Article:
Ten months after drafting Jackson, the Ravens were all-in, trading the most successful quarterback in franchise history to the Denver Broncos for a fourth-round pick. With Flacco gone, the weight of the Ravens' season and future fell on Jackson's right arm.
At every turn in the spring, Jackson faced scrutiny on Twitter.
In April, Jackson's first pitch at an Orioles baseball game was studied. No arm ... stick to running.
In May, Jackson admitted he "sucked" on the first day of organized team activities. And they got rid of a perfectly good QB for this project.
In June, Jackson was picked off twice in the red zone by a corner formerly of the Alliance of American Football. I have a feeling this team is going to feature a roller coaster of an offense buoyed by a stout defense.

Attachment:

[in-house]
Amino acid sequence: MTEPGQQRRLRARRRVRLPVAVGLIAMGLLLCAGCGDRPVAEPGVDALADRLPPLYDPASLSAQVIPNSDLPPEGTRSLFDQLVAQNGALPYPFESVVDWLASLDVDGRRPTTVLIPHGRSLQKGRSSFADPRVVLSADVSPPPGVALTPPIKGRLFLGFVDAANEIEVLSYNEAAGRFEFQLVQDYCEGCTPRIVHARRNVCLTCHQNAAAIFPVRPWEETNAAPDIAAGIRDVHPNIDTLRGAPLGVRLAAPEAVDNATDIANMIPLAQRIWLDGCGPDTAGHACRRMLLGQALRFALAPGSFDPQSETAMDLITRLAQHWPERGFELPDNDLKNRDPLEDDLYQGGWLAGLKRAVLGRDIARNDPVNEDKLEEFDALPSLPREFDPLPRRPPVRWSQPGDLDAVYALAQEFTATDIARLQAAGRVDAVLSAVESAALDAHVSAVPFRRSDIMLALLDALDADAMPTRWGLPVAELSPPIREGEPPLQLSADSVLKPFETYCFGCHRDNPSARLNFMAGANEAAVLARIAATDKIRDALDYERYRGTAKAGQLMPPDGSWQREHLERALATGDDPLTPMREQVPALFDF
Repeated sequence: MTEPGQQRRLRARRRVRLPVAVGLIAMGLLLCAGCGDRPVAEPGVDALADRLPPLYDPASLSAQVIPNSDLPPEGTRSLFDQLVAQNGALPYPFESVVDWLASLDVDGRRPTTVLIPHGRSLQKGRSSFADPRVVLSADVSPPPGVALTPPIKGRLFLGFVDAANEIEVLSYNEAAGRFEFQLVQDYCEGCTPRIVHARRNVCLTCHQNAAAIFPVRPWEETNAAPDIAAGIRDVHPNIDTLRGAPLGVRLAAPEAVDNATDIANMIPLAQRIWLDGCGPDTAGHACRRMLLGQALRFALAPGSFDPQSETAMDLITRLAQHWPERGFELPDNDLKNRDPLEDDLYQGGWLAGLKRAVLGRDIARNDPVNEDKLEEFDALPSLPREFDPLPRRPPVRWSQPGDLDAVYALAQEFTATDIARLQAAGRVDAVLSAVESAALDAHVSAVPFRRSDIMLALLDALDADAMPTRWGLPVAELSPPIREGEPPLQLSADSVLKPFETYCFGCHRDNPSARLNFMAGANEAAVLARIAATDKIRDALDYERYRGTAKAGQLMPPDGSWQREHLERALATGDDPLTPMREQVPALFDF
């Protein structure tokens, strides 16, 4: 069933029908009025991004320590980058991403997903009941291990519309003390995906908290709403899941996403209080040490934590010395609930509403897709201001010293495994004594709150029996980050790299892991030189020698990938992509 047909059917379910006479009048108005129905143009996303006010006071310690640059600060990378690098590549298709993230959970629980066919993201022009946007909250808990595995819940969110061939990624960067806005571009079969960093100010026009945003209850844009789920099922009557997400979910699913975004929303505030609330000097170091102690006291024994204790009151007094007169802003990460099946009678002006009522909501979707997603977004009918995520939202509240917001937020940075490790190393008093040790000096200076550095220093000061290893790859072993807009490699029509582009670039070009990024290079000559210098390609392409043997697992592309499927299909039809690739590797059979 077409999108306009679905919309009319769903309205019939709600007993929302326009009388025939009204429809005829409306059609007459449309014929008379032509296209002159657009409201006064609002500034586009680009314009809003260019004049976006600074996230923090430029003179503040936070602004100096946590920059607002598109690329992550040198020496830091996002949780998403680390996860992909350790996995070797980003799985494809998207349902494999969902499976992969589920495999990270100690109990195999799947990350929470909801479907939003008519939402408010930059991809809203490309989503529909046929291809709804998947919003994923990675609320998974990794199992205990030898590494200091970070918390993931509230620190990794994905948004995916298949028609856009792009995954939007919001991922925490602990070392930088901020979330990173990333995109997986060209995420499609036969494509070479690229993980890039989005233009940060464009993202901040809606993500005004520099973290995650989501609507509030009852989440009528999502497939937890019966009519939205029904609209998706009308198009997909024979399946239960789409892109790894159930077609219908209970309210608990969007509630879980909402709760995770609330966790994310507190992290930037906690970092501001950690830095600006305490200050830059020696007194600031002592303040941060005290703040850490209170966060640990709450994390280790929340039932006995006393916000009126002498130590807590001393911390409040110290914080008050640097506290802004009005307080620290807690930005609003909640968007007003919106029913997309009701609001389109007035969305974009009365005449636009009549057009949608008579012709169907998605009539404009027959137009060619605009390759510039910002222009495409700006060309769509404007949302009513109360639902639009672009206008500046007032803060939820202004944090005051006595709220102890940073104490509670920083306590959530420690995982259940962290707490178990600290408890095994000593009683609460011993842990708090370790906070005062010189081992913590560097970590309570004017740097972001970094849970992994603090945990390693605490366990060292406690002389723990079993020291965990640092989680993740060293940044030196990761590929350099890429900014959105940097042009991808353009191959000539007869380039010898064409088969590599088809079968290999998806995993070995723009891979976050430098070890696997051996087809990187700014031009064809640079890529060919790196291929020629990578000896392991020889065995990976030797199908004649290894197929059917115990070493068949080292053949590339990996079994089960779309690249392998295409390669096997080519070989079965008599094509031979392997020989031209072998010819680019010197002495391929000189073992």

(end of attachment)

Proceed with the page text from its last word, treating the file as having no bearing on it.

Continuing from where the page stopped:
It's true that Jackson was wildly inconsistent during offseason workouts. He would throw a perfectly timed deep toss, only to follow it up with a head-scratching pass into the dirt. Then, midway through training camp, the coaches saw Jackson's accuracy and decision-making starting to click.
"He started putting really good practices together, not just a play here or a play there, or wow, he scrambled and nobody can touch him," Roman said. "It was: Wow, that was a really good practice. Did I just see that? Let's see how we do tomorrow. Oh wow, that was pretty good, too."
Where Jackson made his biggest strides was with his mechanics. As a rookie, his stance got very narrow and he was up on his toes. Jackson now plays with a wider base.
"That's the foundation of being a consistent passer is having a solid platform to throw from," quarterbacks coach James Urban said. "He's been very diligent about that."
The encouraging sign for Harbaugh? It was not about change but how Jackson stayed the same.